Light for well-being: the characteristics of psychophysiological pathway
30 November 2016
By Dong Hyun Kim
Dr. Kevin Mansfield
Mr. Peter Raynham
2013 - 2017
What if the lit environment you are surrounded by calms you down or increases your stress as you go through your day? What if you could control the lighting that is causing these changes to your inner state? People could experience more well-being and become better at understanding their psychophysiological responses of light and lighting.
Whether like it or not. Rapid developments in LEDs (Light Emitting Diode) and IoT (Internet of Things) seem to indicate that the current lighting profession is facing the new stage in both the real life and the research. Moreover, a great deal of cross-disciplinary research of lighting on human responses has broadened our understanding on both human physiology and psychology. However, it is felt that there are only limited attempts of current research to follow up the rapid changes in the lit environments and it seems necessary to develop a psychophysiological pathway model, which promotes human well-being.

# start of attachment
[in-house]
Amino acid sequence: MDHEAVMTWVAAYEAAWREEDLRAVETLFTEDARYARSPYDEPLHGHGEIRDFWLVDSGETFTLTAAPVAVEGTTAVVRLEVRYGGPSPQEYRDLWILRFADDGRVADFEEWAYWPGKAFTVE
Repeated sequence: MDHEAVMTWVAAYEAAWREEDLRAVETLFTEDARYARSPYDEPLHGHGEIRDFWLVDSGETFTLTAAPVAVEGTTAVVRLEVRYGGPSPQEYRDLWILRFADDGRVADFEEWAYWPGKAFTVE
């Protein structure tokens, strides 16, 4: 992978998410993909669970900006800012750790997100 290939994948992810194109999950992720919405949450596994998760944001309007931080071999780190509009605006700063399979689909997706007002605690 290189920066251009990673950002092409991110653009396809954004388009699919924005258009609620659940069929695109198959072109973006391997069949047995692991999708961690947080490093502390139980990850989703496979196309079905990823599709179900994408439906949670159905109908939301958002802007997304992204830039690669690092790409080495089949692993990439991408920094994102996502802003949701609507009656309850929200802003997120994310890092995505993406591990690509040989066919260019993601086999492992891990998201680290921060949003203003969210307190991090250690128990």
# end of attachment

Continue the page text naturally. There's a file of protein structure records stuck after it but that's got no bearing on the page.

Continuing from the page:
Therefore, the objectives of the research are to investigate the changes in photometric and colorimetric variables in the current LED environment and analyse both psychological and physiological responses to this environment. Then it ultimately aims to develop a psychophysiological pathway model based on real experiment, which may be used in practice to promote human well-being.
As a researcher to this study, Dong Hyun Kim is currently a PhD student at the Bartlett School of Graduate Studies, UCL. He obtained two Bachelor of Science degrees in Life Science and Built Environment from Korea University and UCL. Then he obtained MSc in Light and Lighting in 2012.